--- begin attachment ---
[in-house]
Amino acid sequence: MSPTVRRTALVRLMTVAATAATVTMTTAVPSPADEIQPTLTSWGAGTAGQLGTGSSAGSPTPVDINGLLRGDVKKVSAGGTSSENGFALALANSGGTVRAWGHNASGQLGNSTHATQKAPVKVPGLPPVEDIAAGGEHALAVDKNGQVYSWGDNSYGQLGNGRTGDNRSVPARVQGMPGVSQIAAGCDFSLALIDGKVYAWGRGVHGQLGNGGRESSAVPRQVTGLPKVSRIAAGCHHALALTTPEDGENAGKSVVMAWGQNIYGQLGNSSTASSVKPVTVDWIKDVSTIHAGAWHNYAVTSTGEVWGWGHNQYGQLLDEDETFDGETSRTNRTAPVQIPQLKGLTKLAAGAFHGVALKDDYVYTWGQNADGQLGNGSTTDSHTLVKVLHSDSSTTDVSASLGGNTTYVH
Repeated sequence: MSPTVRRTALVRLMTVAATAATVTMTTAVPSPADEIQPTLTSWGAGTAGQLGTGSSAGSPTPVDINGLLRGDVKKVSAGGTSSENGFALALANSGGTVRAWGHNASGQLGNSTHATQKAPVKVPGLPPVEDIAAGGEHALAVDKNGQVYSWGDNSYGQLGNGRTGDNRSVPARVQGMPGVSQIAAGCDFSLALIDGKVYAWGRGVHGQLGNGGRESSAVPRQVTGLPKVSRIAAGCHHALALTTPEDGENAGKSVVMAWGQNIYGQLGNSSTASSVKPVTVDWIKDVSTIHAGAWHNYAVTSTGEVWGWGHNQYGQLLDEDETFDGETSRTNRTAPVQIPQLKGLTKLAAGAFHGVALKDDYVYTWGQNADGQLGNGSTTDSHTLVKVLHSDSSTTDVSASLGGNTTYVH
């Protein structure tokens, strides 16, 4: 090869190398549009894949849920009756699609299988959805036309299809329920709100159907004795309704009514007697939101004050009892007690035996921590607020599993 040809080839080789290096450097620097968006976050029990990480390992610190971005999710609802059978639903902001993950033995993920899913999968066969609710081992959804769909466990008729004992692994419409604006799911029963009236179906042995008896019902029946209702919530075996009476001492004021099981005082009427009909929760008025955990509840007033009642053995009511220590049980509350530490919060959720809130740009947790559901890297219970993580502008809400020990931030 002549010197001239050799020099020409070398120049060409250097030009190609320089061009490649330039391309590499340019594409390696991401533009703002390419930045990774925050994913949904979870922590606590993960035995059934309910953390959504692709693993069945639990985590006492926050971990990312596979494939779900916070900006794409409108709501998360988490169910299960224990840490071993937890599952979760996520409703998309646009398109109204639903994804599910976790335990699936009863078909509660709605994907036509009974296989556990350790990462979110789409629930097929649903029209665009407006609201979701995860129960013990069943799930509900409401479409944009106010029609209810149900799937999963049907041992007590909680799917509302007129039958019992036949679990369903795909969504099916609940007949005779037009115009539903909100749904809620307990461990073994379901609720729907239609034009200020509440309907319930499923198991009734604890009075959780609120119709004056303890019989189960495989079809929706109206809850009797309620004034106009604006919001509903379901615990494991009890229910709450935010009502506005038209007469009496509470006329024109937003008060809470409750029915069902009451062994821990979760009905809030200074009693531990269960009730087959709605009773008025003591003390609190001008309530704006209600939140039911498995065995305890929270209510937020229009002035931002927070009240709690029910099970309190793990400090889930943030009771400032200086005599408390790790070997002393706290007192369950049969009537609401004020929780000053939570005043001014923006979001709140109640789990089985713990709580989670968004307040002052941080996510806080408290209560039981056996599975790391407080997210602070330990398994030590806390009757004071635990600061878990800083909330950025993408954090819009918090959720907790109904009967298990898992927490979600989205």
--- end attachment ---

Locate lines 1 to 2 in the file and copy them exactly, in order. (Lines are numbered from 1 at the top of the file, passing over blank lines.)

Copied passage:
[in-house]
Amino acid sequence: MSPTVRRTALVRLMTVAATAATVTMTTAVPSPADEIQPTLTSWGAGTAGQLGTGSSAGSPTPVDINGLLRGDVKKVSAGGTSSENGFALALANSGGTVRAWGHNASGQLGNSTHATQKAPVKVPGLPPVEDIAAGGEHALAVDKNGQVYSWGDNSYGQLGNGRTGDNRSVPARVQGMPGVSQIAAGCDFSLALIDGKVYAWGRGVHGQLGNGGRESSAVPRQVTGLPKVSRIAAGCHHALALTTPEDGENAGKSVVMAWGQNIYGQLGNSSTASSVKPVTVDWIKDVSTIHAGAWHNYAVTSTGEVWGWGHNQYGQLLDEDETFDGETSRTNRTAPVQIPQLKGLTKLAAGAFHGVALKDDYVYTWGQNADGQLGNGSTTDSHTLVKVLHSDSSTTDVSASLGGNTTYVH